Education Blackboard — March 25, 2010

School Beat

Are schools political or practical?

by RANDY SELLHORN, Trustee, Board of Education

I have been a school board trustee for many years now. I have come to expect certain things at certain times of the year as we move through the activities of a school year. Kindergarten roundup, graduation, budget development, purchasing buses to replace worn vehicles, spring break, all of these events happen at a similar time each school year. Let me share with you what I expect from an election year.

This being an election year and the start of spring drills for political football season is underway. Political football season comes every two years, when politicians select their “platform” to promote their election campaigns. I am certain at the top of the list of platform topics will be Michigan’s failing public schools and the cost of public school funding. They feel that bashing public schools is a winning play almost as certain to score votes as the wrap-around draw (a favorite play of Rockford football fans) is to score a touchdown. I would be foolish to claim that there are not public schools that deserve the reputation the politicians will describe, and equally foolish if I told you the current budget circumstances can be easily resolved.

The politicians will claim that public schools fail to graduate the majority of the students that start school in the ninth grade; that the schools will not accept accountability for student performance, that they are economically inefficient, that they are attempting to overtax the residents, and schools are unwilling to change to correct these shortcomings. I want to demonstrate to you that they are not talking about Rockford Public Schools when they make their accusations. I am here to proclaim that Rockford Public Schools is an example of what is right about public school education. We have high expectations for our students and ourselves. We get extraordinary results from both.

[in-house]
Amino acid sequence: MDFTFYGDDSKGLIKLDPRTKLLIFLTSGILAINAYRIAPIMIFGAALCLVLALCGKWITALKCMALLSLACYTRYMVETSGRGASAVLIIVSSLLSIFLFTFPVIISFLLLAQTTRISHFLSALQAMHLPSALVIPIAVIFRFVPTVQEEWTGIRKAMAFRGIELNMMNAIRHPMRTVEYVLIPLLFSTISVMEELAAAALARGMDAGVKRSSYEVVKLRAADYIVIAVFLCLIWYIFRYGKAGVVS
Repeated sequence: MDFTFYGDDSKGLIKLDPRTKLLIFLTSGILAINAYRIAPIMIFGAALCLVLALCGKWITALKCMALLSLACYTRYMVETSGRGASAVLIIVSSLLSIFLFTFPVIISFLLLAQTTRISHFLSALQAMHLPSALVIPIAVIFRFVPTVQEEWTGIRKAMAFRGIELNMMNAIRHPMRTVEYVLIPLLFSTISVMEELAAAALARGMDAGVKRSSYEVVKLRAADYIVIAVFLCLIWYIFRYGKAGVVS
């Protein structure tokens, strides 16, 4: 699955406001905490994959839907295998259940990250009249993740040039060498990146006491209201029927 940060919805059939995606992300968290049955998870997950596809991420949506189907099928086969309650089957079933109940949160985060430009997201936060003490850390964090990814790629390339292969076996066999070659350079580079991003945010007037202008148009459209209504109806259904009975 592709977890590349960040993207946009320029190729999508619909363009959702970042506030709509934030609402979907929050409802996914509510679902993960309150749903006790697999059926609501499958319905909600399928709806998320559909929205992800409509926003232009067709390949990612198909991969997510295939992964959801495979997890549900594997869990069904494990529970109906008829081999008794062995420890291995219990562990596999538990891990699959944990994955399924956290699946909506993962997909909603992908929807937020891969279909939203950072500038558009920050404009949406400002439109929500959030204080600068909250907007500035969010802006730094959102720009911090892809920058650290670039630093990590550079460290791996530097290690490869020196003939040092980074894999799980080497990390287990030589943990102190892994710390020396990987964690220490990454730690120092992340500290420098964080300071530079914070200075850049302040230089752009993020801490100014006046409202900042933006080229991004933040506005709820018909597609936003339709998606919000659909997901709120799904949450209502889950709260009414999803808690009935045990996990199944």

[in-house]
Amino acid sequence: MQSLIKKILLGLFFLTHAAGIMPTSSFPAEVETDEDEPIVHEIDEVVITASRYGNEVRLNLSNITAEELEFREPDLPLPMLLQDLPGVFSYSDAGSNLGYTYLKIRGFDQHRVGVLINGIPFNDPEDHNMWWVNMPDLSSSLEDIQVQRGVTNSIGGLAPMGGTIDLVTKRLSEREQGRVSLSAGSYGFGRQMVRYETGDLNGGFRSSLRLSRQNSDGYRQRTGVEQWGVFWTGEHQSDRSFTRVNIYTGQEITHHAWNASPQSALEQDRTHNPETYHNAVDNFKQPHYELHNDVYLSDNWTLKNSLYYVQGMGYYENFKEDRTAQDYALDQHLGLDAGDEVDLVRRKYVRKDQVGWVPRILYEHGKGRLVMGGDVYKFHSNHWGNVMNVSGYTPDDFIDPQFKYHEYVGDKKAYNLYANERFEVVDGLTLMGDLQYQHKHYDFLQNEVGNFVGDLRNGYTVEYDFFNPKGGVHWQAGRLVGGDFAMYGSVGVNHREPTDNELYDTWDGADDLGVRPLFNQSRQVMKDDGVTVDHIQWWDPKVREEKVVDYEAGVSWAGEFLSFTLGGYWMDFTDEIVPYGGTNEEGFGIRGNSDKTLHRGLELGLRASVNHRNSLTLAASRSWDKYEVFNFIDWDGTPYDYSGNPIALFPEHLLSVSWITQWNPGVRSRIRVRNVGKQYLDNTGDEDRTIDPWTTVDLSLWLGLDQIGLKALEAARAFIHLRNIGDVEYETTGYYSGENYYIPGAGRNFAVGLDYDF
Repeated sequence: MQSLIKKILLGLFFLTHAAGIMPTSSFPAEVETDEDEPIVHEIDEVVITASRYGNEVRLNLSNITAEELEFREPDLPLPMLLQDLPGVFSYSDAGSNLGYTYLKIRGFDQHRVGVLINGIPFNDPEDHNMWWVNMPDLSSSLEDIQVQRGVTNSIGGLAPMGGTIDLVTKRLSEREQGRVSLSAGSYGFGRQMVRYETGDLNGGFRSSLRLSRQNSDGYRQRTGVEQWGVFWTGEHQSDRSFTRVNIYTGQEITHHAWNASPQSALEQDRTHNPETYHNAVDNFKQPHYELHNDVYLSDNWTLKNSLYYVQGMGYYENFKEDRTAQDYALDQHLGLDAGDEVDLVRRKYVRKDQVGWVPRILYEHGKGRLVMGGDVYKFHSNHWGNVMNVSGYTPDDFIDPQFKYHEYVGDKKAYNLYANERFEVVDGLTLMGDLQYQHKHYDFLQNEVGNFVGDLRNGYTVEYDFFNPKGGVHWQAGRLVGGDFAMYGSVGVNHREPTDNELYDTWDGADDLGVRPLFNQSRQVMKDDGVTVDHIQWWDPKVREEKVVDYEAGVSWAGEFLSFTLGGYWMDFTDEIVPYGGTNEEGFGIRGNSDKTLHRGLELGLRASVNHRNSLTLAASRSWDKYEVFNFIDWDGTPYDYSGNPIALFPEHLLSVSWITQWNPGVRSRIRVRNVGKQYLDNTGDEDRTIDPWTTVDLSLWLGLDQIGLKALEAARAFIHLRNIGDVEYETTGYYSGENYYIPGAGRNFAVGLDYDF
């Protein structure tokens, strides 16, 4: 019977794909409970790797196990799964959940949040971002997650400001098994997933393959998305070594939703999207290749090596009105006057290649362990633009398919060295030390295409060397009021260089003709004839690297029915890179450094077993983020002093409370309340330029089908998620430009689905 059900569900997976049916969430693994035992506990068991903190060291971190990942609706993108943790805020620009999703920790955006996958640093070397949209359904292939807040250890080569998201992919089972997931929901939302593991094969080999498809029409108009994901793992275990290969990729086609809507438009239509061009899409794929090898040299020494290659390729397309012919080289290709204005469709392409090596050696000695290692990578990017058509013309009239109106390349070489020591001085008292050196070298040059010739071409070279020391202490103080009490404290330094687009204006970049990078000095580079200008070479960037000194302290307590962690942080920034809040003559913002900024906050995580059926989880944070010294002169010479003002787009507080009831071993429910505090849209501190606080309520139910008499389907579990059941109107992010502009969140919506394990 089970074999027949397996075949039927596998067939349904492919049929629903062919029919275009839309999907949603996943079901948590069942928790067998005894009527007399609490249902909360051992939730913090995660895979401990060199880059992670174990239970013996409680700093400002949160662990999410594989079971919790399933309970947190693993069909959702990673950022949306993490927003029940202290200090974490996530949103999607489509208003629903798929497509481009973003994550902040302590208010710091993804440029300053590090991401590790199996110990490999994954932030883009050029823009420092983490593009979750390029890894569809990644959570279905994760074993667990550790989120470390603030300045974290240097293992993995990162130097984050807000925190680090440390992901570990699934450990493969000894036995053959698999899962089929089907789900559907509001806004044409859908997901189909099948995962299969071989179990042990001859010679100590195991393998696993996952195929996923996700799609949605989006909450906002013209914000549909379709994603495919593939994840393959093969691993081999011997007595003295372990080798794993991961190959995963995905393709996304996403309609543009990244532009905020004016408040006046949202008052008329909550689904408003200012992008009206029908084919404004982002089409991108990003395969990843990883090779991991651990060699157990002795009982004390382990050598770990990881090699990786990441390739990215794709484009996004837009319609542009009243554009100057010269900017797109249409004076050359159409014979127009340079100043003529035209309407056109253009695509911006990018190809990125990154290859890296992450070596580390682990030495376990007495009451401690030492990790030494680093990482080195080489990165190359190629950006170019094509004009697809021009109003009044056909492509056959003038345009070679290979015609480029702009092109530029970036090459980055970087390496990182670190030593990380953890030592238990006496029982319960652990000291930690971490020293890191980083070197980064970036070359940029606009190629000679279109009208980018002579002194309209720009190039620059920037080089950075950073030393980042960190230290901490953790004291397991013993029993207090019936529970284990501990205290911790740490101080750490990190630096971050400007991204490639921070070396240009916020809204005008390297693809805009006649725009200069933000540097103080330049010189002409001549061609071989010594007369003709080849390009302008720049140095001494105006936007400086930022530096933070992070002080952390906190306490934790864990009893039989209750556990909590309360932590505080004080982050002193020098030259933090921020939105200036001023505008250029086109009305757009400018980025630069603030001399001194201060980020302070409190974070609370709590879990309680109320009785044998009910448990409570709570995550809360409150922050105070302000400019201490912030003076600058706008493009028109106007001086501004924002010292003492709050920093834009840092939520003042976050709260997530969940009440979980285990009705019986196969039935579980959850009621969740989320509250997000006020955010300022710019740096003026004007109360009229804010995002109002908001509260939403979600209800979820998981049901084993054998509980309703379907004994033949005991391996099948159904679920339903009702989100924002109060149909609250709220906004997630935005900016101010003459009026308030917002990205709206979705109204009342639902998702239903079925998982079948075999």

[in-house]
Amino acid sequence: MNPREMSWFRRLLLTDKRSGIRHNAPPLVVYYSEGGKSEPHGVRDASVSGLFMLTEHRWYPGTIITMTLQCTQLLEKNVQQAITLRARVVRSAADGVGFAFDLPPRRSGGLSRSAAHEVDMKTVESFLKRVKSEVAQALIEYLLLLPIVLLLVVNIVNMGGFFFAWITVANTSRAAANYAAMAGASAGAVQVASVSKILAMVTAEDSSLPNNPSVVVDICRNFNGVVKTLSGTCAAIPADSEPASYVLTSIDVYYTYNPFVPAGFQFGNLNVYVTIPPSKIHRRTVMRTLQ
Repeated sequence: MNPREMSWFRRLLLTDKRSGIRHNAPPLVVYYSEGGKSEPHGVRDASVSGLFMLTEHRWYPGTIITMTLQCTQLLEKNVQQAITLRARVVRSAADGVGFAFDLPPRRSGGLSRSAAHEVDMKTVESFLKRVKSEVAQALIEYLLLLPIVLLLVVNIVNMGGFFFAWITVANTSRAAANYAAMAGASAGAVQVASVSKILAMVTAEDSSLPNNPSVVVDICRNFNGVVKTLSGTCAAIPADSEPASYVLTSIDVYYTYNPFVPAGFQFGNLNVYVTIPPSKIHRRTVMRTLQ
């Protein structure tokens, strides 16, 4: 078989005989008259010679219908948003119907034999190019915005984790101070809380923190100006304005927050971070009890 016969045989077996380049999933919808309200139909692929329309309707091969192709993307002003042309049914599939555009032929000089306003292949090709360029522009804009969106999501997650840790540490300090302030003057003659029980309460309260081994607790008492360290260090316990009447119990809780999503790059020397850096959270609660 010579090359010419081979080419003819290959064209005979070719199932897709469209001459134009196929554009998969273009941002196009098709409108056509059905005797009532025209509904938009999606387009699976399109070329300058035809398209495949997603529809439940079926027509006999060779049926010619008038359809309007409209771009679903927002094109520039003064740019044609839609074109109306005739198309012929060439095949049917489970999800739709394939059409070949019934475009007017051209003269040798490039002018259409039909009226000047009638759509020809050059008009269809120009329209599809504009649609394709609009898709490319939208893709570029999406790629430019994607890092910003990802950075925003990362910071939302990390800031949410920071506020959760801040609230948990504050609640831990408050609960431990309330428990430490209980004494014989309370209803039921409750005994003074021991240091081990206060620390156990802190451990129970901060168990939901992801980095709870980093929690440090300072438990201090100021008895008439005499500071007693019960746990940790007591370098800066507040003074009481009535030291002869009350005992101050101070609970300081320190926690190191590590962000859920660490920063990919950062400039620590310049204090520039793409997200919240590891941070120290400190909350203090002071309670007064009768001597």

We graduate almost every student that starts the ninth grade in Rockford. Only 2.2% drop out; some of those are transfers to another school to complete their education. In addition, every graduate of Rockford High School since the class of 1995 is required to pass a reading and mathematics proficiency test to receive a diploma. We guarantee in writing that every graduate has the skills necessary to be employed by most businesses. It is only recently that the legislature has required all schools in Michigan to set type of  requirement. We test all our students starting in the first grade annually. We use a group of standardized tests and state mandated tests to assess student performance. The results of these tests are used to make changes to curriculum and teaching practices. We are fully accountable for our students’ academic performance, and when it does not meet our expectations we fix it.